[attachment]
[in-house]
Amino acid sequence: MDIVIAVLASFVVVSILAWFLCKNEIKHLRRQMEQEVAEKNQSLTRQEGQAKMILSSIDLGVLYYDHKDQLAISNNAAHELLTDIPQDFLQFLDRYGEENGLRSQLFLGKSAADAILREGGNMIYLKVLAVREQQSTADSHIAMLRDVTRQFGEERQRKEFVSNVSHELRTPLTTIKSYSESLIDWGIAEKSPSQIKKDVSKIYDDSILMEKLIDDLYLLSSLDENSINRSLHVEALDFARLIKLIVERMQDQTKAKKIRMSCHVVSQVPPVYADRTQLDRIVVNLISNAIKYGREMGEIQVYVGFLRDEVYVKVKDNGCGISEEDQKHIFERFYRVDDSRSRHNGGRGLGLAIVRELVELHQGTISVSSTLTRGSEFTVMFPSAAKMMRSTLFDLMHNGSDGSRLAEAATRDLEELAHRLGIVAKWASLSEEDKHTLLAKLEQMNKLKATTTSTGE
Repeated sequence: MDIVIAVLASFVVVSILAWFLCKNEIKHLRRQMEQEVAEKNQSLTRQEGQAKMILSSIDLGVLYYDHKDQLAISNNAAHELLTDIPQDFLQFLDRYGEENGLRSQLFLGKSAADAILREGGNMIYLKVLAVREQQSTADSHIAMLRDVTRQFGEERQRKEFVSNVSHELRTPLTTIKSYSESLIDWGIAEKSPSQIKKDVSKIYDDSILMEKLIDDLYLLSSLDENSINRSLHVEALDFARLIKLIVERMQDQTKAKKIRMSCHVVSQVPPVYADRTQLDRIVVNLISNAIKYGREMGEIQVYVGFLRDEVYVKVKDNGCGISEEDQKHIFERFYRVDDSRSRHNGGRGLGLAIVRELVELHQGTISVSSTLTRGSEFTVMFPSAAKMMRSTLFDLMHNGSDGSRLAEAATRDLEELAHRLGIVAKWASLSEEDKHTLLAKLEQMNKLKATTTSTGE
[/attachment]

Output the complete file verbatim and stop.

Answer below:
[in-house]
Amino acid sequence: MDIVIAVLASFVVVSILAWFLCKNEIKHLRRQMEQEVAEKNQSLTRQEGQAKMILSSIDLGVLYYDHKDQLAISNNAAHELLTDIPQDFLQFLDRYGEENGLRSQLFLGKSAADAILREGGNMIYLKVLAVREQQSTADSHIAMLRDVTRQFGEERQRKEFVSNVSHELRTPLTTIKSYSESLIDWGIAEKSPSQIKKDVSKIYDDSILMEKLIDDLYLLSSLDENSINRSLHVEALDFARLIKLIVERMQDQTKAKKIRMSCHVVSQVPPVYADRTQLDRIVVNLISNAIKYGREMGEIQVYVGFLRDEVYVKVKDNGCGISEEDQKHIFERFYRVDDSRSRHNGGRGLGLAIVRELVELHQGTISVSSTLTRGSEFTVMFPSAAKMMRSTLFDLMHNGSDGSRLAEAATRDLEELAHRLGIVAKWASLSEEDKHTLLAKLEQMNKLKATTTSTGE
Repeated sequence: MDIVIAVLASFVVVSILAWFLCKNEIKHLRRQMEQEVAEKNQSLTRQEGQAKMILSSIDLGVLYYDHKDQLAISNNAAHELLTDIPQDFLQFLDRYGEENGLRSQLFLGKSAADAILREGGNMIYLKVLAVREQQSTADSHIAMLRDVTRQFGEERQRKEFVSNVSHELRTPLTTIKSYSESLIDWGIAEKSPSQIKKDVSKIYDDSILMEKLIDDLYLLSSLDENSINRSLHVEALDFARLIKLIVERMQDQTKAKKIRMSCHVVSQVPPVYADRTQLDRIVVNLISNAIKYGREMGEIQVYVGFLRDEVYVKVKDNGCGISEEDQKHIFERFYRVDDSRSRHNGGRGLGLAIVRELVELHQGTISVSSTLTRGSEFTVMFPSAAKMMRSTLFDLMHNGSDGSRLAEAATRDLEELAHRLGIVAKWASLSEEDKHTLLAKLEQMNKLKATTTSTGE